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    Wed. July 16

    Conservatives and the Pop Culture Divide

    Abby W. Schachter

    There is a lively discussion going on among some serious conservatives who love pop culture. There isn’t so much a disagreement among the discussants as there is a difference of emphasis.

    Adam Bellow, who has been publishing non-fiction conservative books for a couple of decades now, has launched a new venture called Liberty Island Magazine, which is an effort at grassroots crowdfunding of independent authors of conservative fiction, video and music. As Bellow explains in his recent cover story for the National Review,

    “Conservative books today sell millions of copies. By all apparent measures, the culture war is going extremely well. Except that in reality it isn’t… The real problem isn’t the practical challenge of turning serious books into bestsellers. The real problem is that we may have reached the limit of what facts and reasoned arguments can do. The real problem is that the whole conservative nonfiction enterprise…

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    Wed. July 16

    ‘Family with Fire’: The Free-Market Telenovela

    Melissa Langsam Braunstein

    The morning after Election Day is too often painful. The night before, Latino voters were tantalizingly within reach. Yet, in the morning’s light, Republican politicos are heartbroken, having failed to woo that coveted demographic.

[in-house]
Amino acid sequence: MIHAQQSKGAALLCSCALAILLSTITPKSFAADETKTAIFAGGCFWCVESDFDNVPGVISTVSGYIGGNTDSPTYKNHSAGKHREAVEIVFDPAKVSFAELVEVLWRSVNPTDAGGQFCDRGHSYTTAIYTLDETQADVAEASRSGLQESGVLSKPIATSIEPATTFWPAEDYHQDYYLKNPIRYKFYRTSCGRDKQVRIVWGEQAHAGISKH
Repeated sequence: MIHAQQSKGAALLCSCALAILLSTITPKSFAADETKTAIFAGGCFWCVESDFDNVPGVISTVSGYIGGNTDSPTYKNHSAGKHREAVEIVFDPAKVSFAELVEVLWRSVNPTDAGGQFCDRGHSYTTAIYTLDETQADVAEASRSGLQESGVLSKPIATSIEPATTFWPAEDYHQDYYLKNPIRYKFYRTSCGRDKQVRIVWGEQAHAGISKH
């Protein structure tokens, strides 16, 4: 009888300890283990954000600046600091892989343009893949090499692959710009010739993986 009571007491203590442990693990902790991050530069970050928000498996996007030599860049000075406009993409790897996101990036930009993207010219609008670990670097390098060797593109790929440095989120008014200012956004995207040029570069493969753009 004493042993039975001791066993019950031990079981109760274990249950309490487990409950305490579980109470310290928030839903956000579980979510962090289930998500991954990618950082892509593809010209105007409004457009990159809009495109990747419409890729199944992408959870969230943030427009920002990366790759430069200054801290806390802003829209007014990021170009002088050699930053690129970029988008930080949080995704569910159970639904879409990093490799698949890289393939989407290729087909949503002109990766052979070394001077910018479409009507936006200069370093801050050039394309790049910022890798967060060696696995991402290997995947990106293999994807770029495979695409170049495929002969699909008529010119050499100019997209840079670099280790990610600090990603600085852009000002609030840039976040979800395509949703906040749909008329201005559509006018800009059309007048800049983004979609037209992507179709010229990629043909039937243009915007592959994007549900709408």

Dominican-American Clara Del Villar, herself a conservative, has a better idea: The GOP should engage Hispanics where they already are, namely in the telenovela audience. Toward that end, Del Villar created Familia con Fuego, or Family with Fire, a pro-free-market telenovela, whose first season includes 12-Webisodes. Del Villar recently spoke with Acculturated about the show:

    What inspired you to create Familia con Fuego? My parents came here in 1956, after being harassed by the dictatorship in the Dominican Republic. My parents suffered through many challenges, but they always stressed the opportunity of this country. The point is to show all the characters in aspirational roles, embracing the possibility and potential of this country.

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    Culture, Television


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    Wed. July 16

    Good Riddance to the Cupcake Fad

    Julia Shaw

    Crumbs, the largest cupcake chain, has filed for bankruptcy. The cupcake trend is finally over.

    Good riddance.